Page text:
Saturday, October 12, 2013

Chemicals in the e-soup!

Ever think what happens when you discard your one year old phone for a new model? It probably adds to the e-waste heap.
The consumer electronics industry is now a multibillion-dollar juggernaut that churns out new products year-round. In 2012, sales of electronics in the United States topped $200 billion, according to the Consumer Electronics Association, an industry group that represents 2,000 companies, including Sony, Samsung, and Apple. The average American household now owns 24 electronic products, many of which will be rendered obsolete within a few years.

In 2009, the most recent year for which the EPA has data, 2.37 million tons of electronics were ready for “end-of-life management,” yet only a quarter of them were collected for recycling.

Every year, heaps of American e-waste, from smartphones to computers to stereo systems, are shipped to India, China, Ghana, Pakistan, Peru, and other developing countries. By some estimates, 80 percent of the U.S. e-waste collected ends up on foreign shores, where regulations are lax and incentive for risk high.

The goods are generally auctioned off in bulk to scrap companies and smelters. These companies pay locals—often including children—meager wages to strip smidgens of gold, copper, and palladium from the discarded devices. Sometimes, this involves concocting a noxious stew of cyanide and nitric acid, then burning the remaining plastic in crude firepits. Throughout the process, workers are exposed to lead, mercury, and cadmium, among other toxic substances.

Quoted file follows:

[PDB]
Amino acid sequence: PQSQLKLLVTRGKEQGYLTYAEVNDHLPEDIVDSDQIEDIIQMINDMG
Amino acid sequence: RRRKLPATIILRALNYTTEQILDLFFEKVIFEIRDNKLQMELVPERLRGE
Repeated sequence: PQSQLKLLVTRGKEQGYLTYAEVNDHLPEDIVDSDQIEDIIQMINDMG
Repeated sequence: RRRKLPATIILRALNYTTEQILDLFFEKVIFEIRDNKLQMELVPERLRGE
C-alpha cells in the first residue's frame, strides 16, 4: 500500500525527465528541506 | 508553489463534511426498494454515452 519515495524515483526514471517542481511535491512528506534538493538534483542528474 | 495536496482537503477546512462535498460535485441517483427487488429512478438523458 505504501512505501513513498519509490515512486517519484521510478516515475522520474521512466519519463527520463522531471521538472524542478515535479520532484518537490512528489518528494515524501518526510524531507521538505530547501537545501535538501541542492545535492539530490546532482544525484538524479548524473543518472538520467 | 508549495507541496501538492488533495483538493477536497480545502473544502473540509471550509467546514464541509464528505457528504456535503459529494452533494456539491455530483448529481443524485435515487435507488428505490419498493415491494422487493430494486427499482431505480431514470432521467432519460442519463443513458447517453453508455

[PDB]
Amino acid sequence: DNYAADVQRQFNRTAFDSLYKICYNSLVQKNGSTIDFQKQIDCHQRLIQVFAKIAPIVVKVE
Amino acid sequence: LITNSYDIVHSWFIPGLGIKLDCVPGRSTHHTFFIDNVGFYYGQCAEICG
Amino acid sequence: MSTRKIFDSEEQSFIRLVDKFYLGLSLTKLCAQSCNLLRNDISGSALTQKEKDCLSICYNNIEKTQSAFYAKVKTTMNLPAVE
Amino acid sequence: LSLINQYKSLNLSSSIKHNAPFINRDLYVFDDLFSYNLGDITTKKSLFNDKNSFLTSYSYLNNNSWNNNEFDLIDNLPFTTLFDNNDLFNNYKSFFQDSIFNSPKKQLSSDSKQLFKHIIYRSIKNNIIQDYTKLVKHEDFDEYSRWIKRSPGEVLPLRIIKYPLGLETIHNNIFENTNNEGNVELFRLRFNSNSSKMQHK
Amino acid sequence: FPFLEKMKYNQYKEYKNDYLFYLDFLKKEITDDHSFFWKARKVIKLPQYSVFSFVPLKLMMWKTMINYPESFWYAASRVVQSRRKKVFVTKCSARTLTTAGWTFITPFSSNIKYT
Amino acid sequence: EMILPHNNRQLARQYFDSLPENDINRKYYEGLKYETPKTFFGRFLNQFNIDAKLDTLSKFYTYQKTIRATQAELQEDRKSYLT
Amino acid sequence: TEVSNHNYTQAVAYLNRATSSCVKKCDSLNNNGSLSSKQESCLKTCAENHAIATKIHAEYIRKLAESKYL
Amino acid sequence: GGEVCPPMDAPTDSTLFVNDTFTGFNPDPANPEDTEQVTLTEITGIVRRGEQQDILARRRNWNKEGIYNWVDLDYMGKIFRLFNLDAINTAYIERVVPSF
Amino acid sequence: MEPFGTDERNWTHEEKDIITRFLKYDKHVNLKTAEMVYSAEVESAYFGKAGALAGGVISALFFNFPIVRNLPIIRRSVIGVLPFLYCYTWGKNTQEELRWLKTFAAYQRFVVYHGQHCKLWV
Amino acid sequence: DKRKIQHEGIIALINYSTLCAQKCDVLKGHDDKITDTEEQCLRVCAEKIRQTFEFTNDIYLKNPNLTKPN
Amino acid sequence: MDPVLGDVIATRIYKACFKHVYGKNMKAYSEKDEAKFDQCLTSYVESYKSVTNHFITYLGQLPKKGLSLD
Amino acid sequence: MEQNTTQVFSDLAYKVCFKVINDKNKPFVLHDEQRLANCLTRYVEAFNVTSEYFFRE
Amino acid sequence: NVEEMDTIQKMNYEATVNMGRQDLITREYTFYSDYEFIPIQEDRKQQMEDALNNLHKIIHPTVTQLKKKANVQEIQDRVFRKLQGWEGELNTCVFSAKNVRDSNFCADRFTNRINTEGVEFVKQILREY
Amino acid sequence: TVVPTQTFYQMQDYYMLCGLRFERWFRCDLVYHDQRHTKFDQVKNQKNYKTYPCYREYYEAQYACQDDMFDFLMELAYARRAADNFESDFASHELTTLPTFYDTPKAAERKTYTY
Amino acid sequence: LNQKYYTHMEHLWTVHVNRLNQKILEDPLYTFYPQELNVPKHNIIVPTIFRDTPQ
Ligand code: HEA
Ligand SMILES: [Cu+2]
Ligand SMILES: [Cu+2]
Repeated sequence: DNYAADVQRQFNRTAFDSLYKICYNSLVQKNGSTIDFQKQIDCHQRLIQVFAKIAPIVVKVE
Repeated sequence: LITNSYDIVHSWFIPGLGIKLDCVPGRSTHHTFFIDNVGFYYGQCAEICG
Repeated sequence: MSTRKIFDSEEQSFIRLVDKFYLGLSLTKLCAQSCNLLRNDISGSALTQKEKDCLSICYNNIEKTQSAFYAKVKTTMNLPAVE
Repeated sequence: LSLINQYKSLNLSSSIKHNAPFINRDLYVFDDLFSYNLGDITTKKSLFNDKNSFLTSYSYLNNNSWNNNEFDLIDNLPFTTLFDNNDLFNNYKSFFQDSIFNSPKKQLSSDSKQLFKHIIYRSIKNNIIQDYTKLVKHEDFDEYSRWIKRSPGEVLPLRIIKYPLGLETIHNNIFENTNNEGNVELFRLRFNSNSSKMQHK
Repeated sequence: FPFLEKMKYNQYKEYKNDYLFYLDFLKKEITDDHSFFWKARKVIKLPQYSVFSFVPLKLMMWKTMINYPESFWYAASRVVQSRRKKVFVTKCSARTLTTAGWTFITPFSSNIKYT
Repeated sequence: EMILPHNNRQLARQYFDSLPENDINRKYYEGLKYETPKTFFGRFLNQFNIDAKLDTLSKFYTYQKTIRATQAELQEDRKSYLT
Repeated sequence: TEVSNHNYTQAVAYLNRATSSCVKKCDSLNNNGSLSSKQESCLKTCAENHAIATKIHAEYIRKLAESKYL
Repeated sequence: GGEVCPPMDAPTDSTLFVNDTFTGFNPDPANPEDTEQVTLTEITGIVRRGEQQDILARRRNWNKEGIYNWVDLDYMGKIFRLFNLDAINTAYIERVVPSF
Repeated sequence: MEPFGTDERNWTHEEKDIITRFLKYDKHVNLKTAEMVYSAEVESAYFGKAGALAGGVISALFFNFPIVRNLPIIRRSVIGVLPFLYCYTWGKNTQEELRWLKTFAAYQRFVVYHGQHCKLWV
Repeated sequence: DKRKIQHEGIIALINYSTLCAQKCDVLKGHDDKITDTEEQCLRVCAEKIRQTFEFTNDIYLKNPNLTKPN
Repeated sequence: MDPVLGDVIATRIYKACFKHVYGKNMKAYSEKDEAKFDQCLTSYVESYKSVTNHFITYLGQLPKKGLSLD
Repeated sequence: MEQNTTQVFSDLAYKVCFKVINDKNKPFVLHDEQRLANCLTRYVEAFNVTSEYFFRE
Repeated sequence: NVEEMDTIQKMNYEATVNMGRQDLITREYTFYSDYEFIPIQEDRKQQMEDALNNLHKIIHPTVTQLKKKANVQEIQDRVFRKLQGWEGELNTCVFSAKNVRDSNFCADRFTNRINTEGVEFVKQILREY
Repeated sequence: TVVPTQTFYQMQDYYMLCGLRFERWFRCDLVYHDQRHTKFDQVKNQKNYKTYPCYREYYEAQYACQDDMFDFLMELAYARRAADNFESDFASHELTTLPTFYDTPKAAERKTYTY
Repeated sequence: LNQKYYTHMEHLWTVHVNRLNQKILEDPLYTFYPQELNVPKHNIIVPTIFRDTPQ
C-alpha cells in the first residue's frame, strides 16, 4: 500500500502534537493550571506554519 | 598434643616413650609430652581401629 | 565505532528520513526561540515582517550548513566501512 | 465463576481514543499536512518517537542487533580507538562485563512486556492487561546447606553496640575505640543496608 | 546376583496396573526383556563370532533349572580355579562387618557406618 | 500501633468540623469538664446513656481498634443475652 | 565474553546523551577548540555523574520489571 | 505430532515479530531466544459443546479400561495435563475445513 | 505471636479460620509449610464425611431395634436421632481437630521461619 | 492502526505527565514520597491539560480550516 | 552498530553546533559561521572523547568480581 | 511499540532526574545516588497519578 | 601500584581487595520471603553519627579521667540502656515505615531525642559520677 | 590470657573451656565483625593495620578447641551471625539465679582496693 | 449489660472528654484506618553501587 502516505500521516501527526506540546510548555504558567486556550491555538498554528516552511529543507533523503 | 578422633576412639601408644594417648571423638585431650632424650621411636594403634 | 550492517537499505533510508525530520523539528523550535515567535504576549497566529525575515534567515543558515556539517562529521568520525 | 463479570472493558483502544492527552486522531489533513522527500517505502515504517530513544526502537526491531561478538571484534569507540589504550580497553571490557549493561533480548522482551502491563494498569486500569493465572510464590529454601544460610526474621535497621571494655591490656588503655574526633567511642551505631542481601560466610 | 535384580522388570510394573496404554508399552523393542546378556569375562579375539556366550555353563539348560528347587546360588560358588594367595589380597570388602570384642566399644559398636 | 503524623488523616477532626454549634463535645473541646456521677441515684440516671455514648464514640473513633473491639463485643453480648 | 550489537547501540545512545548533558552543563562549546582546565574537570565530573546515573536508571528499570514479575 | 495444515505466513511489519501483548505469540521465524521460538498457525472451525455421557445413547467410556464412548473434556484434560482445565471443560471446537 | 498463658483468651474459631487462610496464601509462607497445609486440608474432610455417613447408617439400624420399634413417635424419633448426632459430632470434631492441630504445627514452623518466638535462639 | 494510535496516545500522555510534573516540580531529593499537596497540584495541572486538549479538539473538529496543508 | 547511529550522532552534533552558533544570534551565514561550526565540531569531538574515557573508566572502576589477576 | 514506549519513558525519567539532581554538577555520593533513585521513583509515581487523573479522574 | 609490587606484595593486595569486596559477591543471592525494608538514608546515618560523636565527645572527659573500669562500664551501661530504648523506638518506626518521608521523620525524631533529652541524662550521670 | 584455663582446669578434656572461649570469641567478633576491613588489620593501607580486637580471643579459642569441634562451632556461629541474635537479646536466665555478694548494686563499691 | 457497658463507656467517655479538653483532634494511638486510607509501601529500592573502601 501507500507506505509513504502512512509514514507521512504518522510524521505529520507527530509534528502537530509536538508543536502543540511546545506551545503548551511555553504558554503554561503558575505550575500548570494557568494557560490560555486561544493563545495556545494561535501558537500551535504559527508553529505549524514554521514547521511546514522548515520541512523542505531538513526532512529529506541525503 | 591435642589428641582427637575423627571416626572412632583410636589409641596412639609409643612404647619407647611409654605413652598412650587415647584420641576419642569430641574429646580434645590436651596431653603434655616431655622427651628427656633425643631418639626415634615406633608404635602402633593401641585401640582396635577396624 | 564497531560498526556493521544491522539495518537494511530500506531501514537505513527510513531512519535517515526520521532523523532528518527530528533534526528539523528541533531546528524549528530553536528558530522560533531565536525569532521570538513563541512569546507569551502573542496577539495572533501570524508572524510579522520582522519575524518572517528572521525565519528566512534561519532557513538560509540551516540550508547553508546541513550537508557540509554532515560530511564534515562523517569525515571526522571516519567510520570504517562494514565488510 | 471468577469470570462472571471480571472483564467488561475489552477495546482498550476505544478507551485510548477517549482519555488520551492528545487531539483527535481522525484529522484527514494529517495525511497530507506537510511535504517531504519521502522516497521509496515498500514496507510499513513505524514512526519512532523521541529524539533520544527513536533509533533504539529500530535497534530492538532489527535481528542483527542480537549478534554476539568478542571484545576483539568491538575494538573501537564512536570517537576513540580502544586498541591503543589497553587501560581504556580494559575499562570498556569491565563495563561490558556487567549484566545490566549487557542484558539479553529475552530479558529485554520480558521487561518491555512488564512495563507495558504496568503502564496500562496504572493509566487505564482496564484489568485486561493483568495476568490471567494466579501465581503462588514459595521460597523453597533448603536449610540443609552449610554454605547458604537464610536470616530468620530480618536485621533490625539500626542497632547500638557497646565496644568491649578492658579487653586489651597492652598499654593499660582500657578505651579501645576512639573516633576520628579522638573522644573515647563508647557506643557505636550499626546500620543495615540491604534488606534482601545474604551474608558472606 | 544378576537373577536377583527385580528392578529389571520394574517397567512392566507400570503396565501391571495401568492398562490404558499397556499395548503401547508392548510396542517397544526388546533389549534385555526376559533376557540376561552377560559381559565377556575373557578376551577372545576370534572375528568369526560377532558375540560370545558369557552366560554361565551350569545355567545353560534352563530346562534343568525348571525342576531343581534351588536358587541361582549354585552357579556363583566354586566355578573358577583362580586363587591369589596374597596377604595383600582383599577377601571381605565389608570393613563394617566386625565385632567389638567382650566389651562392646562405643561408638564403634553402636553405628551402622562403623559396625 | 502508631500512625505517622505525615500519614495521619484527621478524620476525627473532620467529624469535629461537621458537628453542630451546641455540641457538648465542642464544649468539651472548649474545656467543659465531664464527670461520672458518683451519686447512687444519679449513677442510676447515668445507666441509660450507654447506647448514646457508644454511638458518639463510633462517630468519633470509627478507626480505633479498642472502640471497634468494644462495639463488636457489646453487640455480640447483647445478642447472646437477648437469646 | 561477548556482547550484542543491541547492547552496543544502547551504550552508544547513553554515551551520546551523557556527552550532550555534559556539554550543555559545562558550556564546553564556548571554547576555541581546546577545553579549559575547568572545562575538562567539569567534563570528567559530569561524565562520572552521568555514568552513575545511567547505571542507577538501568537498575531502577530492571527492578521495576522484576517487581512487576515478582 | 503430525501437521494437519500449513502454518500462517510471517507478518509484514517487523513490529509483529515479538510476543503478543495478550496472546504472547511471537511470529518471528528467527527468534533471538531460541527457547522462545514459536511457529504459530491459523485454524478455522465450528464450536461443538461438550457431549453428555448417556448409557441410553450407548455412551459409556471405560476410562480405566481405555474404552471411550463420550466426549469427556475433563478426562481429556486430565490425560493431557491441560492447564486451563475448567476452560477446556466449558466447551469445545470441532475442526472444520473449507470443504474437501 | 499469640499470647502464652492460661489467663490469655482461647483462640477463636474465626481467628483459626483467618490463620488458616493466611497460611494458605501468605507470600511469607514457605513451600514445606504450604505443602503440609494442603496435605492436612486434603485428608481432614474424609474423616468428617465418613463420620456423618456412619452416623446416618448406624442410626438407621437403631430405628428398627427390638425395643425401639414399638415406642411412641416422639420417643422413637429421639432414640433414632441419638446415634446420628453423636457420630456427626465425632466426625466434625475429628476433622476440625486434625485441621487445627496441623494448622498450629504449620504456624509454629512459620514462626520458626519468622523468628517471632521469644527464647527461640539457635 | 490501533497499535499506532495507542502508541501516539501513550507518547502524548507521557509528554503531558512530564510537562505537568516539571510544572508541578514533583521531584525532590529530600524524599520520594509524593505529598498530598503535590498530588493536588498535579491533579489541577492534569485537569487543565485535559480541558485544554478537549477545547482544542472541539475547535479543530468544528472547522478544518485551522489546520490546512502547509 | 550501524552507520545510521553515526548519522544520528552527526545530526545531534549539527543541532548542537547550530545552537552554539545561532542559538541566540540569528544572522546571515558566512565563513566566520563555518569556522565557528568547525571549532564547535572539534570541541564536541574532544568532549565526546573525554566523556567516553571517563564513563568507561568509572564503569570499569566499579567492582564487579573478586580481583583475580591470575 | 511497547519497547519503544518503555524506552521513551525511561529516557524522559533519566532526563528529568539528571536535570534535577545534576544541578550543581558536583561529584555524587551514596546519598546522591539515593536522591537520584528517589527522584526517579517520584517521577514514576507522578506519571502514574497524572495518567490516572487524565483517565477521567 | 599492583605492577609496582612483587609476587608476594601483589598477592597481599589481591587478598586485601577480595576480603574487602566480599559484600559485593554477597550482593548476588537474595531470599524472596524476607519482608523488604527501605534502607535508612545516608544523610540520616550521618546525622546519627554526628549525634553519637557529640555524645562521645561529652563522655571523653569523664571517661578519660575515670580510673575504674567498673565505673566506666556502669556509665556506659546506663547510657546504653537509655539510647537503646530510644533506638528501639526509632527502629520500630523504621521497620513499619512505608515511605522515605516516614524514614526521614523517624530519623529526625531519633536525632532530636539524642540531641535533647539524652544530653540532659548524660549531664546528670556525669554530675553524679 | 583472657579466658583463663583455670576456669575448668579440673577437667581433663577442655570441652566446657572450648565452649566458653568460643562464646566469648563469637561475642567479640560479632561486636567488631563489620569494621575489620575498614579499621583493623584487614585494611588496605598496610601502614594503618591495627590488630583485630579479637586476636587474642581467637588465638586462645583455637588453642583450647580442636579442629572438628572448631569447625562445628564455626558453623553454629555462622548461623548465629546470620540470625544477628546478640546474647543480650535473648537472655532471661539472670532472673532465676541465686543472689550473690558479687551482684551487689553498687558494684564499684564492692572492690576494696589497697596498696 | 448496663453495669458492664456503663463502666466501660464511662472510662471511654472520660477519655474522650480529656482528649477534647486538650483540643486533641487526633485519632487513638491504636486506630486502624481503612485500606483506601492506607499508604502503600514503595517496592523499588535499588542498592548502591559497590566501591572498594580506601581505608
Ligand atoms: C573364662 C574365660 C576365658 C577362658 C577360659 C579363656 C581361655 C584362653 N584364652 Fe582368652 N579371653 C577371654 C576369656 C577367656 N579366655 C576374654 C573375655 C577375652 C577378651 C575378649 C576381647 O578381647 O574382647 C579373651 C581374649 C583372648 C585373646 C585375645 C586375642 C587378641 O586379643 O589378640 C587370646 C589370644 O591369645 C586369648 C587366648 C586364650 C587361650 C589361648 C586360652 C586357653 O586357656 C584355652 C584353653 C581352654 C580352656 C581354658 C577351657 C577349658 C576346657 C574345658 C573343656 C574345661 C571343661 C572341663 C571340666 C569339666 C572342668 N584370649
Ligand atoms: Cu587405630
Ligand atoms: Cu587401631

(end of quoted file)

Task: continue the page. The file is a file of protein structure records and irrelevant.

From mining to manufacturing to recycling, consumers, corporations, and governments need to rethink the life of our devices from beginning to end.

The European Union is ahead in the game and from last year imposed a strict directive requiring that by 2019 member countries collect 65 percent of the weight of all electronics put on sale in the preceding three years or 85 percent of all e-waste generated per year. Under the EU’s policy, retailers will be required to take e-waste from consumers. Companies—retailers, manufacturers, and recyclers—found to be in violation could be hit with stiff fines.

But some believe that the first step is to make manufacturers come out with a list of chemicals used in the process of manufacture. Nobody knows the number of chemicals used in the manufacturing of electronic products. It’s probably in the range of several thousand. Some are very standard, run-of-the-mill chemicals, but others are exotics … and many are extremely hazardous.

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